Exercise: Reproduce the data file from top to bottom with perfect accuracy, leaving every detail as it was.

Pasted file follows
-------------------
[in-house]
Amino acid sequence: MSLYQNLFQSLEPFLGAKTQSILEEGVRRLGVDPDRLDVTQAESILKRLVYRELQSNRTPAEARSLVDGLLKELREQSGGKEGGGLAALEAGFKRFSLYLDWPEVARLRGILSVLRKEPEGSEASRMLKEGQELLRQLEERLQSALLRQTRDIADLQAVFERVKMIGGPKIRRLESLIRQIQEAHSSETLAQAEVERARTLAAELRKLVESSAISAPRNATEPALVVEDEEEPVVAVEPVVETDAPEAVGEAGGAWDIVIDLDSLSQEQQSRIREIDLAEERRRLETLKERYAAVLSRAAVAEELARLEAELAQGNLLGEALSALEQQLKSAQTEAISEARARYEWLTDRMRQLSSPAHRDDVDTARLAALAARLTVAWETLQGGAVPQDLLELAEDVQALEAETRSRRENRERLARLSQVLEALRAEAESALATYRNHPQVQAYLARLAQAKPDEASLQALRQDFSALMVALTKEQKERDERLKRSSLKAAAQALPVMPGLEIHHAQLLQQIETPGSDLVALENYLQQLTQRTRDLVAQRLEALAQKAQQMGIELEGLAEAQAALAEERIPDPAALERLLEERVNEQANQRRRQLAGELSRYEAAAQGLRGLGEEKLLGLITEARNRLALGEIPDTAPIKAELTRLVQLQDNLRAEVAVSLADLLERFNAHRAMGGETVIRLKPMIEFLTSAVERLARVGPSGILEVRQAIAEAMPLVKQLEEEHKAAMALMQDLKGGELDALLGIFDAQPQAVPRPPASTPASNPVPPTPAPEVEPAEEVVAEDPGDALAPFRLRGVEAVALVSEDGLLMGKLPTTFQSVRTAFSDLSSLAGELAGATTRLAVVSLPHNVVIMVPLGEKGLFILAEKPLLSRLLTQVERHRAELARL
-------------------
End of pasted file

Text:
[in-house]
Amino acid sequence: MSLYQNLFQSLEPFLGAKTQSILEEGVRRLGVDPDRLDVTQAESILKRLVYRELQSNRTPAEARSLVDGLLKELREQSGGKEGGGLAALEAGFKRFSLYLDWPEVARLRGILSVLRKEPEGSEASRMLKEGQELLRQLEERLQSALLRQTRDIADLQAVFERVKMIGGPKIRRLESLIRQIQEAHSSETLAQAEVERARTLAAELRKLVESSAISAPRNATEPALVVEDEEEPVVAVEPVVETDAPEAVGEAGGAWDIVIDLDSLSQEQQSRIREIDLAEERRRLETLKERYAAVLSRAAVAEELARLEAELAQGNLLGEALSALEQQLKSAQTEAISEARARYEWLTDRMRQLSSPAHRDDVDTARLAALAARLTVAWETLQGGAVPQDLLELAEDVQALEAETRSRRENRERLARLSQVLEALRAEAESALATYRNHPQVQAYLARLAQAKPDEASLQALRQDFSALMVALTKEQKERDERLKRSSLKAAAQALPVMPGLEIHHAQLLQQIETPGSDLVALENYLQQLTQRTRDLVAQRLEALAQKAQQMGIELEGLAEAQAALAEERIPDPAALERLLEERVNEQANQRRRQLAGELSRYEAAAQGLRGLGEEKLLGLITEARNRLALGEIPDTAPIKAELTRLVQLQDNLRAEVAVSLADLLERFNAHRAMGGETVIRLKPMIEFLTSAVERLARVGPSGILEVRQAIAEAMPLVKQLEEEHKAAMALMQDLKGGELDALLGIFDAQPQAVPRPPASTPASNPVPPTPAPEVEPAEEVVAEDPGDALAPFRLRGVEAVALVSEDGLLMGKLPTTFQSVRTAFSDLSSLAGELAGATTRLAVVSLPHNVVIMVPLGEKGLFILAEKPLLSRLLTQVERHRAELARL